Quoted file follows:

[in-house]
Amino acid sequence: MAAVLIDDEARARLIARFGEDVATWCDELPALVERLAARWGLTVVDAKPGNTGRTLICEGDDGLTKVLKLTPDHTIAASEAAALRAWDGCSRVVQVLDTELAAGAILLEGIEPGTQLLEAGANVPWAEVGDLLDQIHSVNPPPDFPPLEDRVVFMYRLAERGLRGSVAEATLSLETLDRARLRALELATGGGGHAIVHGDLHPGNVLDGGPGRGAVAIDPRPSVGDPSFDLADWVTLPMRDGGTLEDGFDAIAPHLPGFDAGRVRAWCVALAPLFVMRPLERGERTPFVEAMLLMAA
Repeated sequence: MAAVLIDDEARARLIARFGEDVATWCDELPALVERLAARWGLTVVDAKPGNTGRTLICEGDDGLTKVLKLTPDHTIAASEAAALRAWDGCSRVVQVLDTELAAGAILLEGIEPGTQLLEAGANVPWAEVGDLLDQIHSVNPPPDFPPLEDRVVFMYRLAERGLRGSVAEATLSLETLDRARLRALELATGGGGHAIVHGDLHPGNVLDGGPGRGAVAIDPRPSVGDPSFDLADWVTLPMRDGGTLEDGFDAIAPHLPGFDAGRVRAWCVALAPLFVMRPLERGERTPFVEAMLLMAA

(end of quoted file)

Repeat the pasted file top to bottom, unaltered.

[in-house]
Amino acid sequence: MAAVLIDDEARARLIARFGEDVATWCDELPALVERLAARWGLTVVDAKPGNTGRTLICEGDDGLTKVLKLTPDHTIAASEAAALRAWDGCSRVVQVLDTELAAGAILLEGIEPGTQLLEAGANVPWAEVGDLLDQIHSVNPPPDFPPLEDRVVFMYRLAERGLRGSVAEATLSLETLDRARLRALELATGGGGHAIVHGDLHPGNVLDGGPGRGAVAIDPRPSVGDPSFDLADWVTLPMRDGGTLEDGFDAIAPHLPGFDAGRVRAWCVALAPLFVMRPLERGERTPFVEAMLLMAA
Repeated sequence: MAAVLIDDEARARLIARFGEDVATWCDELPALVERLAARWGLTVVDAKPGNTGRTLICEGDDGLTKVLKLTPDHTIAASEAAALRAWDGCSRVVQVLDTELAAGAILLEGIEPGTQLLEAGANVPWAEVGDLLDQIHSVNPPPDFPPLEDRVVFMYRLAERGLRGSVAEATLSLETLDRARLRALELATGGGGHAIVHGDLHPGNVLDGGPGRGAVAIDPRPSVGDPSFDLADWVTLPMRDGGTLEDGFDAIAPHLPGFDAGRVRAWCVALAPLFVMRPLERGERTPFVEAMLLMAA